Most of us haven’t read the Canada Shipping Act of 2001. There are a lot of valid reasons for that, not the least of which is how it’s not that much fun to sit down and actually read the Canada Shipping Act. However, in between all the legalese and laws about Transport Canada boat registration, there are plenty of great recommendations and regulations about what you should do in regards to boating safety. Below are some summaries of what it says. You don’t have to take these actions because they’re in the Canada Shipping Act, you might want to take them because they can make your vessel safer.
Transport Canada Boat Registration Small Vessel Regulations
You have to have specific safety equipment on board your vessel. You might ask “what does â€˜specific safety equipment’ mean?” Well, to start, that’s determined by the size of your craft. At a minimum, you want to have a personal flotation device for everyone. You want to make sure that you have first aid, too. It can’t hurt to have some kind of failsafe way to communicate with the shoreline. While we’re speaking of the shoreline, before you disembark from it, tell someone on shore where you’re going and how long you’ll be gone. That’s just the bare minimum.
Checking on the Equipment
If you’ve looked through literature about boating safely in Canada, you may know there are phrases in there like “the operator of a pleasure craft has to make sure all of the required equipment for the vessel is maintained and in proper working order.” Again, this isn’t something that you have to do because it fits into some narrow rule; you want to do this because it makes for a better trip. So, before you head out, make sure that the engine is in good shape. Check the fuel. Be sure to check the boat itself, that way you cut down on your chances of having a nasty surprise once you’re out in the water. This isn’t the kind of check that’s going to take you hours and hours, either.
The Right Pyrotechnic Distress Signals
In the past, we might have called them “flares,” but today, they have the far better name of “pyrotechnic distress signals.” If you have a band and are looking for a great album name, you may want to consider that. There’s nothing funny about these pyrotechnic distress signals themselves, however, as they’re deadly serious. First off, as with anything containing the word “pyrotechnic,” you want to be as safe with these as possible. Always aim them away from people on the boat.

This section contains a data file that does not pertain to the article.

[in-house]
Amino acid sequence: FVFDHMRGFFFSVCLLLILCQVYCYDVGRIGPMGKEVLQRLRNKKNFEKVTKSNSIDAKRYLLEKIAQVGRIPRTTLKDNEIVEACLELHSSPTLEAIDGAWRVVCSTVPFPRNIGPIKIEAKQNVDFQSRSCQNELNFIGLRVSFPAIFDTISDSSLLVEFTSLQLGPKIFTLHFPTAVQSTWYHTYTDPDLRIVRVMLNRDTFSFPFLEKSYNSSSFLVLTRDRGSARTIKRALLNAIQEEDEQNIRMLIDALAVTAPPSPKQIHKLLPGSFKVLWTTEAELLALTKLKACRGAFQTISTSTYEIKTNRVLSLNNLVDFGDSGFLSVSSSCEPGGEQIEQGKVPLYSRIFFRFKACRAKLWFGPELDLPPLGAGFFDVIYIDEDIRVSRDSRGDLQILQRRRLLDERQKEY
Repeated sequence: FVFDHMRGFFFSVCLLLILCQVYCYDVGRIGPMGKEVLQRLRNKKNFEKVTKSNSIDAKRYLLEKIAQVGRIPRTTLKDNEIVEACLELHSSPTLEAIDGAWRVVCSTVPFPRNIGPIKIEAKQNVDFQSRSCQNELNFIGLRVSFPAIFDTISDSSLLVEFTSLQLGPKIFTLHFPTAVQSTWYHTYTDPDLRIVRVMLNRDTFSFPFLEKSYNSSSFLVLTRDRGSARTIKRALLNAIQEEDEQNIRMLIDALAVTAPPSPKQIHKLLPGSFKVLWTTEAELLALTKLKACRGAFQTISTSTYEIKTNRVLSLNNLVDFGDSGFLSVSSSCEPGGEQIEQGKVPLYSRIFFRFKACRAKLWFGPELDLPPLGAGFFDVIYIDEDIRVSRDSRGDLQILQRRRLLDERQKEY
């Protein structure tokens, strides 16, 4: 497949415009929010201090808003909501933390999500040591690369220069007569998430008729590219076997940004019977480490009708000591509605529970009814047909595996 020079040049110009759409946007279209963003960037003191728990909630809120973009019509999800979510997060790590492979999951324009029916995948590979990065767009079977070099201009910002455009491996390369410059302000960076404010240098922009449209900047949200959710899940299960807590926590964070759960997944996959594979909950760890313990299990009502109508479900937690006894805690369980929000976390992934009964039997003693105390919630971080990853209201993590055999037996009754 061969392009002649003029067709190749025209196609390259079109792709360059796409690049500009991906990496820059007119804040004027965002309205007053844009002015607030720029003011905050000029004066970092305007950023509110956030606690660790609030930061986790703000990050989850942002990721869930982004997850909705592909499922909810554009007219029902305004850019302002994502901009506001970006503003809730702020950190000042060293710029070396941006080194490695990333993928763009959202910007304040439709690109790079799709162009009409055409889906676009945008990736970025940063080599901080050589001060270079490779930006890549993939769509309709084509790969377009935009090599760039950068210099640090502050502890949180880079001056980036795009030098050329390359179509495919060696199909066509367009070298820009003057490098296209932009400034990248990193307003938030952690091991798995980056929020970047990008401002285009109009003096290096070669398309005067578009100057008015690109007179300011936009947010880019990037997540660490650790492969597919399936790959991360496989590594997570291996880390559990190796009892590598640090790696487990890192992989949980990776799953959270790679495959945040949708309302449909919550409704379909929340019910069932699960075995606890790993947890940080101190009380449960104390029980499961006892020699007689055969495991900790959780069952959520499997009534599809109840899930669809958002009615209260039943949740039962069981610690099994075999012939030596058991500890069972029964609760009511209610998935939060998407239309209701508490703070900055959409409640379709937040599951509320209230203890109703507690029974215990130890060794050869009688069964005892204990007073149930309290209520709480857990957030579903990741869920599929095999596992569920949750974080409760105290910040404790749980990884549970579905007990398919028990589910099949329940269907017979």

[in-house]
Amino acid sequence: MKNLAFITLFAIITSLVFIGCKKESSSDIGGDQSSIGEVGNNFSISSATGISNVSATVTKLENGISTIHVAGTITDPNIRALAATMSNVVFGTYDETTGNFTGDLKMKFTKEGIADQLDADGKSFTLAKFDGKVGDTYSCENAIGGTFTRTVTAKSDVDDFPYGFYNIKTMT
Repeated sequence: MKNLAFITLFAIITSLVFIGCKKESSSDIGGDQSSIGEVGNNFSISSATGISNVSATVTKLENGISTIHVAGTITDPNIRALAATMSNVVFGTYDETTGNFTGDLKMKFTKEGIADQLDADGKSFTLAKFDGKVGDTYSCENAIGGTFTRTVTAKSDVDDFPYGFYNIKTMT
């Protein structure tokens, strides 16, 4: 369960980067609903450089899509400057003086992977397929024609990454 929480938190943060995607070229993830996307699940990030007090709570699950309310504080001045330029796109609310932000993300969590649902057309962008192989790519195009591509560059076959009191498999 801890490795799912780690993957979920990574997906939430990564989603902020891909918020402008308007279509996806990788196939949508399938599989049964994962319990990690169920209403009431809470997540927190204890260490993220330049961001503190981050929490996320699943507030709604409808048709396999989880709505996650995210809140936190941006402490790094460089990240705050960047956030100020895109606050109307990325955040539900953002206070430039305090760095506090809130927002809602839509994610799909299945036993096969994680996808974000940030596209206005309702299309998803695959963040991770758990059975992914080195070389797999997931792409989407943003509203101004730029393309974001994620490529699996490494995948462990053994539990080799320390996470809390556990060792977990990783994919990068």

You also want to make sure that they’re in good shape, too. It may seem odd for something called a “pyrotechnic distress signal,” but they can actually go bad. The last thing you would ever want is to need a pyrotechnic distress signal and then find that the one you have doesn’t work. So, you want to make sure you get the best kind of pyrotechnic distress signal. Those are the ones that have been approved by the “Department of Transport Canada.”
However, even if you have these signals, they aren’t “approved” if it’s been four years since they were made. You don’t have to guess as to when they were constructed, as the date is marked on the symbol itself. This is the kind of thing that you should notice during a routine check of your vessel. If it’s been three years, why wait? You may want to get a new signal now.
One thing that regulations go into is “keeping a safe speed,” and how you want to maintain a “safe speed.” As you might imagine, the phrase “safe speed” is open to a lot of interpretation. Common sense, of course, plays a rule. If you feel like you’re going too fast, you’re going too fast. However, there are other factors that are more important when it comes to a safe speed. You have to take into account how close you are to navigational hazards, such as the shore, rocks and more. You have to note the state of the wind, as well as the sea and specifically the current.
Visibility is most important. If your visibility is low, then your speed should be, too. The same goes for high traffic: if there are a lot of vessels around, you want to move delicately. Following the above advice as well as common sense, you should be well on your way. Of course, the Canada Shipping Act has a lot to say about vessel registration as well. To be fully compliant with it, stop by our site. There, you can find all of the different forms of boat registration you might need. For more info, call us at (800) 419-9569.